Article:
Renewable energy investment is taking big strides in sub-Saharan Africa.
Africa’s leading economies are increasingly looking to wind energy to power homes. It’s part of a trend towards varying forms of clean energy across the continent.
South Africa, the continent’s most advanced economy, is a clear leader in renewable energy policy and projects, shows research (pdf) by BloombergNEF. For example it will lead the drive for wind power installations with an additional 3.3 gigawatts added to its energy capacity by 2024, as it both tries to cope with the problems at its national power company, Eskom, and tries to slowly reduce its addiction to coal.
Kenya is also a major leader and opened Africa’s largest wind farm last year and is on course to soon be able to claim 100% renewable energy from a range of sources including geothermal and solar.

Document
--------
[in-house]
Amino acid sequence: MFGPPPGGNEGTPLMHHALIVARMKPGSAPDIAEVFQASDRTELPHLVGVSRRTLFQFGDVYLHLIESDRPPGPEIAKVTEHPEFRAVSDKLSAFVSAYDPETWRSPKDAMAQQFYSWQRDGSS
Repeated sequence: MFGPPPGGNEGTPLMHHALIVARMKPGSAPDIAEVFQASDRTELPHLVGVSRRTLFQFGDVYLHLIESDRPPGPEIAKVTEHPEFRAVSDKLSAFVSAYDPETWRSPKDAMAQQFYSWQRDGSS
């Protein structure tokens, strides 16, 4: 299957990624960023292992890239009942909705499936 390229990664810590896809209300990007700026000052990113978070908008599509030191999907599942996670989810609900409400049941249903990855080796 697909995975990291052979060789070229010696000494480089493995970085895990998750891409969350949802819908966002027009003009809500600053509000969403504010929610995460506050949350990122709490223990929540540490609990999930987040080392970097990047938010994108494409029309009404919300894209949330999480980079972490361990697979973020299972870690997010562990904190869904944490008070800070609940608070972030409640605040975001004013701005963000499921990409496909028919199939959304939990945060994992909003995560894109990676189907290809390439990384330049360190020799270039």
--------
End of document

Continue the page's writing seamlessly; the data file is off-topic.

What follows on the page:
Investment in clean energy in sub-Saharan Africa jumped to $7.4 billion in 2018 up from $2.3 billion in 2017. South Africa accounted for $4 billion of investment driven by a major onshore wind project in 2018.
Clean, renewable energy is being adopted across sub-Saharan Africa boosted by policy incentives, backing by donors to overcome the lack of local finance and developing de-risking mechanisms for reluctant governments. But it’s not all plain-sailing: “Governments are struggling to afford existing power purchase agreements and will have to make hard choices if they are to find room for renewables.”
While clean energy policies are somewhat limited to tax incentives, BNEF analysts think “low hydro availability and a growing reluctance to finance coal will boost investment in renewables in the long run.” That’s a good news, it helps that gas and coal are somewhat curtailed by the cost of the infrastructure required to implement new projects.
*Title photo : Olkaria IV Geothermal power plant near the Rift Valley town of Naivasha, Kenya Feb. 15, 2018.
24 February 2020